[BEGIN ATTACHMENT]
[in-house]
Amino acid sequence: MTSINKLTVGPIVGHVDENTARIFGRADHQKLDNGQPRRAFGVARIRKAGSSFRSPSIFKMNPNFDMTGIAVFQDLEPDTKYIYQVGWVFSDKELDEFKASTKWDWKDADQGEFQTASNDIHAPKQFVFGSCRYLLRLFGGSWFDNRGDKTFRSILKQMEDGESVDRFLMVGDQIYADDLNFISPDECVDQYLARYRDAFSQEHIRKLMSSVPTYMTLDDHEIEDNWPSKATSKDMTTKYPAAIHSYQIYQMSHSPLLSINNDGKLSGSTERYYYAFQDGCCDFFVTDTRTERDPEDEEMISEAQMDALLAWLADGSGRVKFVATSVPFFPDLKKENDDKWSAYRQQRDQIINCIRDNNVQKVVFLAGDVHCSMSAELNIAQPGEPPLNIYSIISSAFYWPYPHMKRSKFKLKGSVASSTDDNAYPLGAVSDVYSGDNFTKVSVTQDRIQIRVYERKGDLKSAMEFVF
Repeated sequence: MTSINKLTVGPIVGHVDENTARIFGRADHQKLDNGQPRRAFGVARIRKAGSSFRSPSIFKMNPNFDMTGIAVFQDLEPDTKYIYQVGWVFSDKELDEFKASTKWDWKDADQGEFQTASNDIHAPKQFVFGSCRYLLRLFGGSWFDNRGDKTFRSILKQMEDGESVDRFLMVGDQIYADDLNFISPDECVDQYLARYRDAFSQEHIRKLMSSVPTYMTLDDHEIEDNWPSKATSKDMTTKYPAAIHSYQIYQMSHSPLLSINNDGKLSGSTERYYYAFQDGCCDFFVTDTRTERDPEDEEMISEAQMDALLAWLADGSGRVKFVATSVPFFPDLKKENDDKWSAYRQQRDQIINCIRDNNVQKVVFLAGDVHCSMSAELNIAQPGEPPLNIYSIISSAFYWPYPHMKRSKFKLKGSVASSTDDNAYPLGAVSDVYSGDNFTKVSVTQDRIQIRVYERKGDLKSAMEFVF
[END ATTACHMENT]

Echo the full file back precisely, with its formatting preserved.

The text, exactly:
[in-house]
Amino acid sequence: MTSINKLTVGPIVGHVDENTARIFGRADHQKLDNGQPRRAFGVARIRKAGSSFRSPSIFKMNPNFDMTGIAVFQDLEPDTKYIYQVGWVFSDKELDEFKASTKWDWKDADQGEFQTASNDIHAPKQFVFGSCRYLLRLFGGSWFDNRGDKTFRSILKQMEDGESVDRFLMVGDQIYADDLNFISPDECVDQYLARYRDAFSQEHIRKLMSSVPTYMTLDDHEIEDNWPSKATSKDMTTKYPAAIHSYQIYQMSHSPLLSINNDGKLSGSTERYYYAFQDGCCDFFVTDTRTERDPEDEEMISEAQMDALLAWLADGSGRVKFVATSVPFFPDLKKENDDKWSAYRQQRDQIINCIRDNNVQKVVFLAGDVHCSMSAELNIAQPGEPPLNIYSIISSAFYWPYPHMKRSKFKLKGSVASSTDDNAYPLGAVSDVYSGDNFTKVSVTQDRIQIRVYERKGDLKSAMEFVF
Repeated sequence: MTSINKLTVGPIVGHVDENTARIFGRADHQKLDNGQPRRAFGVARIRKAGSSFRSPSIFKMNPNFDMTGIAVFQDLEPDTKYIYQVGWVFSDKELDEFKASTKWDWKDADQGEFQTASNDIHAPKQFVFGSCRYLLRLFGGSWFDNRGDKTFRSILKQMEDGESVDRFLMVGDQIYADDLNFISPDECVDQYLARYRDAFSQEHIRKLMSSVPTYMTLDDHEIEDNWPSKATSKDMTTKYPAAIHSYQIYQMSHSPLLSINNDGKLSGSTERYYYAFQDGCCDFFVTDTRTERDPEDEEMISEAQMDALLAWLADGSGRVKFVATSVPFFPDLKKENDDKWSAYRQQRDQIINCIRDNNVQKVVFLAGDVHCSMSAELNIAQPGEPPLNIYSIISSAFYWPYPHMKRSKFKLKGSVASSTDDNAYPLGAVSDVYSGDNFTKVSVTQDRIQIRVYERKGDLKSAMEFVF